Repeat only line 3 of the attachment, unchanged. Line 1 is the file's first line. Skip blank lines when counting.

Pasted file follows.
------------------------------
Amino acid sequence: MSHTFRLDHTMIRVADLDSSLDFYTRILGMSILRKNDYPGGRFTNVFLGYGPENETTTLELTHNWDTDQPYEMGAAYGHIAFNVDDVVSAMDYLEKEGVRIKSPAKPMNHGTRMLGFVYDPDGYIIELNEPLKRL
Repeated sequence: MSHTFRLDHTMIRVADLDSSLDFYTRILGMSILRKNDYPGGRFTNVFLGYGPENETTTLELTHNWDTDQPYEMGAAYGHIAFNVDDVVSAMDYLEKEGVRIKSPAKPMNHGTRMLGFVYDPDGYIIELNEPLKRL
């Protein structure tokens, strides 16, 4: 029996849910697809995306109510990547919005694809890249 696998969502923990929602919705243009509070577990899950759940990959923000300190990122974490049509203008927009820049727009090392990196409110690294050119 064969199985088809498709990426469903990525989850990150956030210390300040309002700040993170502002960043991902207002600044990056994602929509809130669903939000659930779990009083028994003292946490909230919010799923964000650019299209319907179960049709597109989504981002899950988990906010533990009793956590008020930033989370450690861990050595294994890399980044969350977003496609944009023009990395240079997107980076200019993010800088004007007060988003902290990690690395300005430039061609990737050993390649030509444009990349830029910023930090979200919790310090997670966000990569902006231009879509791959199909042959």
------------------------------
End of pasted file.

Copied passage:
């Protein structure tokens, strides 16, 4: 029996849910697809995306109510990547919005694809890249 696998969502923990929602919705243009509070577990899950759940990959923000300190990122974490049509203008927009820049727009090392990196409110690294050119 064969199985088809498709990426469903990525989850990150956030210390300040309002700040993170502002960043991902207002600044990056994602929509809130669903939000659930779990009083028994003292946490909230919010799923964000650019299209319907179960049709597109989504981002899950988990906010533990009793956590008020930033989370450690861990050595294994890399980044969350977003496609944009023009990395240079997107980076200019993010800088004007007060988003902290990690690395300005430039061609990737050993390649030509444009990349830029910023930090979200919790310090997670966000990569902006231009879509791959199909042959």